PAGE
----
On this score, the Ritz Carlton does not disappoint. The club is a character in itself, full of charm and charisma. Serviced by a stylish and savvy staff, the space draws a slew of interesting guests; it’s a place to both network and connect or sip tea in a quiet corner. Coffee comes via a custom coffee station stocked with the best Italian roast. Croissants are flaky and proper French bistro style, not insulting crescent rolls parading as the real thing. Champagne is Piper-Heidsieck or Perrier-Jouët, check. And the cheese tray? Let’s just say the chevre from Sonoma County put me over the moon.
Now that we’ve talked buttery croissants, back to our scheduled programming. In Silicon Valley, we see the Bay Area in all its technotopia glory. Production designer Richard Toyon scores top marks for meticulously researching the corporate headquarters and private offices of Bill Gates, Mark Zuckerberg, and Elon Musk to create the show’s artful mise-en-scène. In the first episode, we meet low level drones working at Hooli, a Google-esque company full of funky meeting spaces, concrete floors, and snack bars at every corner. The plot follows Richard —who invents a powerful file-compression technology called Pied Piper— as he starts his own company and fights for a slice of the tech-boom pie.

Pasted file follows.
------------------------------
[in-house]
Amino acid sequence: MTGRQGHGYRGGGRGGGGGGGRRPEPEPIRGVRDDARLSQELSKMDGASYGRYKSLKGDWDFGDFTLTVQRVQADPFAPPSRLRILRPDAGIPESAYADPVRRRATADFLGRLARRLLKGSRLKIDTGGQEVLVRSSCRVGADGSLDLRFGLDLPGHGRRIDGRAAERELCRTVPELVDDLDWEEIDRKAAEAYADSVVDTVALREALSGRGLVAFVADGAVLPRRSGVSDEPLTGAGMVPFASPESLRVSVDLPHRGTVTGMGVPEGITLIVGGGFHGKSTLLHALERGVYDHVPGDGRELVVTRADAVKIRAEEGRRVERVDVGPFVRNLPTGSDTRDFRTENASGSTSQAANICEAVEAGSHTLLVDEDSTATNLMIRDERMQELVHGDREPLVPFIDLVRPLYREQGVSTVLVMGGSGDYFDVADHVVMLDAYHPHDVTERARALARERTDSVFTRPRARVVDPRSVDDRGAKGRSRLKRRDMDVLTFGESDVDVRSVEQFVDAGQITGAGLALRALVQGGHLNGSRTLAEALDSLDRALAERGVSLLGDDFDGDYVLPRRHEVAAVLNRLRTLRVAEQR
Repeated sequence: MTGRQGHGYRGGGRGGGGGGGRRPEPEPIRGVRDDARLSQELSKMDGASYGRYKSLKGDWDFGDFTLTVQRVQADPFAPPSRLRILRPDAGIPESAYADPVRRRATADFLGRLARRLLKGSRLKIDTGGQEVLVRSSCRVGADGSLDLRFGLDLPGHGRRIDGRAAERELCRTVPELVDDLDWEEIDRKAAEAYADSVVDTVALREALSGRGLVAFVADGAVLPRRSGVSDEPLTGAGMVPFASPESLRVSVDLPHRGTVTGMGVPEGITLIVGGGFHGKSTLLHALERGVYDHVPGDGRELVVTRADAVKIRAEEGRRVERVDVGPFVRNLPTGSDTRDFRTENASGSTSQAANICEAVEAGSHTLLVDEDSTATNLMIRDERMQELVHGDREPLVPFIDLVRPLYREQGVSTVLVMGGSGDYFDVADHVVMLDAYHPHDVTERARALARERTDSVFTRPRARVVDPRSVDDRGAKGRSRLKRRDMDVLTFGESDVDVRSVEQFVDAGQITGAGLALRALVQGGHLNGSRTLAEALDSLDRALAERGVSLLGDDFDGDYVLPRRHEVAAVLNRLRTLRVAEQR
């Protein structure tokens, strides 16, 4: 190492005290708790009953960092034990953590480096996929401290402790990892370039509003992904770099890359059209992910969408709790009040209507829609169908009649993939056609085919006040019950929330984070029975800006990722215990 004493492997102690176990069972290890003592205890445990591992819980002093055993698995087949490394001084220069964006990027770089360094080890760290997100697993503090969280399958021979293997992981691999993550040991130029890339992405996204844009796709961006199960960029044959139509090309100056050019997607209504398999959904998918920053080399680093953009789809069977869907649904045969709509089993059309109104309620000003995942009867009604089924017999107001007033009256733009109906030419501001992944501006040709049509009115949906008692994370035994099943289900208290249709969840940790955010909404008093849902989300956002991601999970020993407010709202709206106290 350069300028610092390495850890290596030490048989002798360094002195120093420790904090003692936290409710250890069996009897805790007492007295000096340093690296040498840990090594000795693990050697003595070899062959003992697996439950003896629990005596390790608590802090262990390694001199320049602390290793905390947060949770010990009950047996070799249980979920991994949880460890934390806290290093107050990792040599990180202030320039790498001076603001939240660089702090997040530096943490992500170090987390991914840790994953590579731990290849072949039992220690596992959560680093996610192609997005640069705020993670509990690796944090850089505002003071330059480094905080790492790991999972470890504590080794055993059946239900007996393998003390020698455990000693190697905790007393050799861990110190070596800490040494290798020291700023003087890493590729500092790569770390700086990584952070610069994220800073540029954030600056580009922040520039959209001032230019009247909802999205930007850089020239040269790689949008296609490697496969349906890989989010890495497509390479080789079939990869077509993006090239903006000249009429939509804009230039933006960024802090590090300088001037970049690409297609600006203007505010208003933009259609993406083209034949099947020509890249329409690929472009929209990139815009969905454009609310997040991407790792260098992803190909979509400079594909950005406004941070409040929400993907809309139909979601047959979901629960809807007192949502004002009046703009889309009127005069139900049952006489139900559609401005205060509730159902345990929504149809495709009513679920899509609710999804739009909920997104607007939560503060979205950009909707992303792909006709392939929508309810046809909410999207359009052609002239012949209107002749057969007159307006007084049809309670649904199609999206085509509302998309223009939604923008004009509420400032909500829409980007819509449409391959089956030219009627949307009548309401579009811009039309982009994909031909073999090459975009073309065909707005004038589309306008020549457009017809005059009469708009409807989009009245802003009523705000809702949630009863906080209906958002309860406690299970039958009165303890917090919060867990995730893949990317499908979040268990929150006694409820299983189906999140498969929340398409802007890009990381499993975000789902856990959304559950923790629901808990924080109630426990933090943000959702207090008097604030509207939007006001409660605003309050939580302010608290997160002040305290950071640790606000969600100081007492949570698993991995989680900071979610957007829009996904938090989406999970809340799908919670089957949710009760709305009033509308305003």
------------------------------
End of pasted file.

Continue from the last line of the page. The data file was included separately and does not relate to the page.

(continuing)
Thomas Middleditch is convincing as Richard, a shy college dropout living with three fellow bro-grammers in an incubator lorded over by Erlich (T.J. Miller), whose taste of startup success inflates his ego to epic proportions. The series’ funnier moments leverage the absurdity of Vitamin D-starved coders, crammed together in shared housing incubators spotted around Palo Alto. Let’s just say Peter Pan syndrome reigns while toothpaste goes uncapped.
Driving the campuses of Palo Alto is an eye-opening experience, and many tech giants have lively programs or activations for visitors and fans alike. The Tech Museum of Innovation and Intel Museum are a must, if only to learn the lingua franca of TED Talks. Devote a day to San Jose, to check out the Tesla showroom and Santana Row, great for digerati spotting. The TechShop is nerd heaven – get your geek on and play with light sabers, lasers, or 3-D printers. Downtown San Jose is the embodiment of Silicon Valley: high stakes business done in a low-key atmosphere.